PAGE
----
FREDDIE JOHNSON never forgot where he came from.
That would be Jamaica, where he grew up playing cricket, hunting and fishing in the West Indies sunshine.
Over the years in which he lived in Philadelphia, he traveled to his homeland at least twice a year, helped to support many family members and friends there, and brought others to this country, where he helped them with citizenship, jobs and other issues.
Farel Frederick "Freddie" Johnson, a father of 10 and an entrepreneur who ran a bar and restaurant in Jamaica and owned a popular barbershop in West Philadelphia for 40 years, died Nov. 30. He was 96 and was living in Yeadon but had previously lived in Wynnefield.
Oddly, Freddie came to this country in 1943 on a submarine.
His family is not clear on the details, but he and other Jamaicans had been recruited by the military to come to America during World War II to help with the war effort, and submarines were the mode of transport.
Freddie's job, it turned out, was to follow the troops and cook for them.
Later, he worked in the Campbell Soup Co. plant in Camden. He received his barber's license in 1952, and became a surgical barber at the old Philadelphia General Hospital.
He opened his own shop at 4326 Lancaster Ave., which he ran until he retired at age 75.
Freddie was born in Cold Springs, Hanover, Jamaica, to Zachariah "Cuban" Johnson and Alice Johnson. He got his early education there and honed his culinary skills. He opened Freddie's Bar and Restaurant and served as a tour guide for celebrities, including the actor Errol Flynn.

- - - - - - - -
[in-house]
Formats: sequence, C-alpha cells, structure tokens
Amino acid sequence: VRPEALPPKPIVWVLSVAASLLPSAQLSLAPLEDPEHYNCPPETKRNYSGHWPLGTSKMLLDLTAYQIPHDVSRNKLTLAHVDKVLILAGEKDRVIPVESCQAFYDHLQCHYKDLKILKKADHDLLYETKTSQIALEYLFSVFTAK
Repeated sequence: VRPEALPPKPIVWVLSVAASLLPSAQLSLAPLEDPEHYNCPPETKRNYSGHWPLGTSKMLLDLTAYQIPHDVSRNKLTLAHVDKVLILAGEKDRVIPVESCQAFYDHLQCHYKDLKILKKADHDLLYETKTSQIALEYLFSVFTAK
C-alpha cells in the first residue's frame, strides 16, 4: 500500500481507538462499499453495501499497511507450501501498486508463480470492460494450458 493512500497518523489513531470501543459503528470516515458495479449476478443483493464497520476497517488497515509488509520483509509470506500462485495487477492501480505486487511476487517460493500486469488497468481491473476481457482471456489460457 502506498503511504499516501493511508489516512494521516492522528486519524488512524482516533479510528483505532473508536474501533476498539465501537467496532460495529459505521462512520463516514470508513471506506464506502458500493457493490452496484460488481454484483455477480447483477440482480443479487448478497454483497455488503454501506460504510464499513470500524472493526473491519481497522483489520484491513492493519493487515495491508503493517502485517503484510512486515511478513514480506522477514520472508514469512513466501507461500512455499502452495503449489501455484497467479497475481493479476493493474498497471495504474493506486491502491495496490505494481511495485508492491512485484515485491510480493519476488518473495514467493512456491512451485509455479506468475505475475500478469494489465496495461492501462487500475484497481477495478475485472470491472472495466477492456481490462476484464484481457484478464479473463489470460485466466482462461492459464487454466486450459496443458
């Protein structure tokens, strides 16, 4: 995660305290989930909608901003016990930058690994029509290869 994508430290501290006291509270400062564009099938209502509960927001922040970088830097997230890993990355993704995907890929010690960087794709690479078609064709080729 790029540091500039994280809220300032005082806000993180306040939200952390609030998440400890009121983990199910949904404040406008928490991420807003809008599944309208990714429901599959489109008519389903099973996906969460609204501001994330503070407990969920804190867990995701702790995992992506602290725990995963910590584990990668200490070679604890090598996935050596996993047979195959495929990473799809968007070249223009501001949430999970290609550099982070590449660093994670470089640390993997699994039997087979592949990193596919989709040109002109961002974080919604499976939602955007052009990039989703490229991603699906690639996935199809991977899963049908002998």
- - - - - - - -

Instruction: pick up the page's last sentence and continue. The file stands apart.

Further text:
He also became the father of five children, all but one of whom eventually came to the U.S. to join the five children he fathered here.
In 1944, he married Dorothy Williams, who had two children, Vares and Grace. Dorothy died in 1966. He later married the late Ola Johnson.
Freddie had the title of sir knight and assistant secretary of William Penn Lodge #1, of Alpha District #1, Independent United Order of Mechanics, Friendly Society, of the Western Hemisphere.
"Up until a couple of months ago, he was sharp as a tack," said his daughter, Elaine Johnson-Adams. "He was very well-read, an intellectual. He was a remarkable man.
"He helped so many people. He never forgot Jamaica."
Besides his daughter, he is survived by five sons, Clifford "Jakes," Ronald, Citrine (who remained in Jamaica), Locksley and Farel Jr.; four other daughters, Audrey "Blossom" Johnson, Alice Johnnson, Faith Johnson-Bonecutter and Crystal Torrence; an adopted daughter, Stephanie Gilchrist, more than 40 grandchildren, and a "multitude" of great-grandchildren and great-great-grandchildren.